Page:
DNA is only one among millions of possible genetic molecules

Biology encodes information in DNA and RNA, which are complex molecules finely tuned to their functions. But are they the only way to store hereditary molecular information? Continue reading “DNA is only one among millions of possible genetic molecules”

Eastern United States region; one of the world’s independent centers of domestication

Between approximately 11,000 and 5,000 years ago, human societies in many different regions of the world brought a wide range of different species of plants and animals under domestication, marking the initial emergence of food production economies and the beginning of one of the major transitions in human history. Continue reading “Eastern United States region; one of the world’s independent centers of domestication”

Admixture layers in Sicily and Southern Italy trace multiple migration routes along the Mediterranean – The ‘Mediterranean genetic continuum’

The Mediterranean Sea has represented one of the most important crossroads in human history, acting both as a barrier and a bridge between three continents and multiple human groups characterized by different genetic and cultural backgrounds. Continue reading “Admixture layers in Sicily and Southern Italy trace multiple migration routes along the Mediterranean – The ‘Mediterranean genetic continuum’”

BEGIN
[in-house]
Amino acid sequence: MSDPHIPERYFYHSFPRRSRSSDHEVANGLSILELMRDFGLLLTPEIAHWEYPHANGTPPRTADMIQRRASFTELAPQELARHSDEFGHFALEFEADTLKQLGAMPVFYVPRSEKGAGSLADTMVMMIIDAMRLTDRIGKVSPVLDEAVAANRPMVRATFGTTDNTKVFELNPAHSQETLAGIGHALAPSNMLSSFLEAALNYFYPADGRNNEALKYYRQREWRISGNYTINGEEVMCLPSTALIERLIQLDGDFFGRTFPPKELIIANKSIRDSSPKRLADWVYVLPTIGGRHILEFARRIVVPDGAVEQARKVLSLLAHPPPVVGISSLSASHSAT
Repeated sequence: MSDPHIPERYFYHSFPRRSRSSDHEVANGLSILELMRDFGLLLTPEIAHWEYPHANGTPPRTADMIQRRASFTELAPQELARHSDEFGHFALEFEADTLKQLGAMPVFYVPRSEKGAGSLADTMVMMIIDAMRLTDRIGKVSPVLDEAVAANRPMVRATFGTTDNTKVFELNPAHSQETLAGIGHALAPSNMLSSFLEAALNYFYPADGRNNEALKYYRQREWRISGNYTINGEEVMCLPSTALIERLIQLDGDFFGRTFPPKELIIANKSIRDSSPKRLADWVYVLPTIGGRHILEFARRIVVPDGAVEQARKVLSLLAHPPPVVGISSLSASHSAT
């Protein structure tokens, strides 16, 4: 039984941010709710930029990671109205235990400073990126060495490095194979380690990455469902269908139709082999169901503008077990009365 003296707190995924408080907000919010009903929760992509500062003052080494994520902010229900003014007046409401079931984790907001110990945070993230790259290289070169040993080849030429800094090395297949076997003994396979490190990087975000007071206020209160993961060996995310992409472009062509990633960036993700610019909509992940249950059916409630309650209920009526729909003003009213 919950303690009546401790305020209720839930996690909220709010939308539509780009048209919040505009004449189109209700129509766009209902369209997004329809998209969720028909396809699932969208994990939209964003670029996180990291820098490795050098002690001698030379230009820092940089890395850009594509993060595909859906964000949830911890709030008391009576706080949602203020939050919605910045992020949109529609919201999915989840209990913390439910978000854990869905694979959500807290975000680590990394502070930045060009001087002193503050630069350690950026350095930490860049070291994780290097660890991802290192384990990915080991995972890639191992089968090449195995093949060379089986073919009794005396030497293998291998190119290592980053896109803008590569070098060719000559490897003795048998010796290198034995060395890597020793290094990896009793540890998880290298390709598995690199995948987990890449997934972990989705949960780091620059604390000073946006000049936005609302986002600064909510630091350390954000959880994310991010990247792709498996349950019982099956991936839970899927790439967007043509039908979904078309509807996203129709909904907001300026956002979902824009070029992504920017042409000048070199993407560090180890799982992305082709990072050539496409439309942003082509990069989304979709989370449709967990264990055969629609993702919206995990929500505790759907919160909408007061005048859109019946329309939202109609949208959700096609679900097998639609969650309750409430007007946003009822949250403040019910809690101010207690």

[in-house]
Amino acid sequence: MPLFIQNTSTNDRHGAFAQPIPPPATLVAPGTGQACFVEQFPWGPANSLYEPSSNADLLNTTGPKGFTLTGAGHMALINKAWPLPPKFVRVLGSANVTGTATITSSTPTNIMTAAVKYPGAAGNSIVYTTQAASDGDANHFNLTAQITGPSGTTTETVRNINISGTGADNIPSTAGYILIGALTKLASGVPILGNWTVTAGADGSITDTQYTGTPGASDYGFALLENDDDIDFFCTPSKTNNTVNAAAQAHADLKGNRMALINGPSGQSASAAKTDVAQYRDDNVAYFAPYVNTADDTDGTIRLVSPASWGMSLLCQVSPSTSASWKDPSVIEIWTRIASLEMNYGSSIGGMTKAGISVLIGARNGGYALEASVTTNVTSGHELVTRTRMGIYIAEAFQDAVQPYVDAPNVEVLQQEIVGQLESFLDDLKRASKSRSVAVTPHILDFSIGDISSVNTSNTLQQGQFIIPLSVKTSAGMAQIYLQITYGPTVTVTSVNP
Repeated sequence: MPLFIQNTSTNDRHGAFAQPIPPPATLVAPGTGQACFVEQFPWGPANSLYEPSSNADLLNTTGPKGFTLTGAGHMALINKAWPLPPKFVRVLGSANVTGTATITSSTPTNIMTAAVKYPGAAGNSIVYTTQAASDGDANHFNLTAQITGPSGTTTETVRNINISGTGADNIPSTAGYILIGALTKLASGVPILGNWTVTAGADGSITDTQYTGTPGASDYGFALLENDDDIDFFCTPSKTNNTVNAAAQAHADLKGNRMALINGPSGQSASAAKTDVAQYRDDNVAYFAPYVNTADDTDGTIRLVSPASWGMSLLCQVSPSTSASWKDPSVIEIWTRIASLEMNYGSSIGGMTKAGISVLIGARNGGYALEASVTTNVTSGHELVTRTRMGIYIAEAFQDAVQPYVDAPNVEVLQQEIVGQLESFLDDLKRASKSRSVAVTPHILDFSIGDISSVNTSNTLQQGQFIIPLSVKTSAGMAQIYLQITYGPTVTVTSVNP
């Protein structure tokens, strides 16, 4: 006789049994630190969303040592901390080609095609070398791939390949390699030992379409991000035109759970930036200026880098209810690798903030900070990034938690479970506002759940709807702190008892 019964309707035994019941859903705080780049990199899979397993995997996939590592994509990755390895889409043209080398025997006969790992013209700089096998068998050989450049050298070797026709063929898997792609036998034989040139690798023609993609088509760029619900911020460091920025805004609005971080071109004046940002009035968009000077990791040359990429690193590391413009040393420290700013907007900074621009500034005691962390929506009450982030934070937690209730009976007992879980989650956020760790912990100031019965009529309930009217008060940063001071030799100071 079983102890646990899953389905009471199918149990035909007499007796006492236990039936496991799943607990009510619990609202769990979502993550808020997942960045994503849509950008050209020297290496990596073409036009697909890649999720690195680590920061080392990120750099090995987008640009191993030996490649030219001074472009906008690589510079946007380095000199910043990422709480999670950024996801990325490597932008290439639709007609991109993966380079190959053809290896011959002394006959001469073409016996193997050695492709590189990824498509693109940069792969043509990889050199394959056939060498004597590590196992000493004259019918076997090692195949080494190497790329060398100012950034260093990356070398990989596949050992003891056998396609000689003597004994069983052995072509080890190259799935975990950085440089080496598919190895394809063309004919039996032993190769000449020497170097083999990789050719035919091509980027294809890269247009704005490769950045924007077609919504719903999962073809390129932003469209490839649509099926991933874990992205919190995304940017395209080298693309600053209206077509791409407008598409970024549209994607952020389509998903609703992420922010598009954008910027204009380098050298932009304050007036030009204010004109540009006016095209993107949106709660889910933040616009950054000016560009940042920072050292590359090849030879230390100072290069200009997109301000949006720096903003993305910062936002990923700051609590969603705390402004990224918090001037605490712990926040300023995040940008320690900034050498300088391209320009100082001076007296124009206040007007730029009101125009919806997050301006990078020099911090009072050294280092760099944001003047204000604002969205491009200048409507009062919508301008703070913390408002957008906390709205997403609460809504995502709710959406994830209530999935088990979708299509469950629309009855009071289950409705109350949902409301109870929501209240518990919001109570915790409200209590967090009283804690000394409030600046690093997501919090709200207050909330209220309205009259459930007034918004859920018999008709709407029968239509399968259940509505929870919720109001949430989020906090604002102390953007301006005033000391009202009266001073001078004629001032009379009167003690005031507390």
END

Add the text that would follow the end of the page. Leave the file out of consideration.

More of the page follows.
Tarim Basin, Xinjiang, China; Studies on well preserved mummies reveal that they had origins in Europe, central/eastern Siberia and southern/western Asia

This post is a summary of information on the Tarim Basin mummies; research shows that admixture of Western and Eastern Eurasian populations must have taken place at some point deep into Antiquity. Continue reading “Tarim Basin, Xinjiang, China; Studies on well preserved mummies reveal that they had origins in Europe, central/eastern Siberia and southern/western Asia”

An analysis of ancient DNA recreates the genetic history of Portugal and Spain

The genomes of individuals who lived on the Iberian Peninsula in the Bronze Age had minor genetic input from Steppe invaders, suggesting that these migrations played a smaller role in the genetic makeup and culture of Iberian people, compared to other parts of Europe. Daniel Bradley and Rui Martiniano of Trinity College Dublin, in Ireland, and Ana Maria Silva of University of Coimbra, Portugal, report these findings July 27, 2017 in PLOS Genetics. Continue reading “An analysis of ancient DNA recreates the genetic history of Portugal and Spain”

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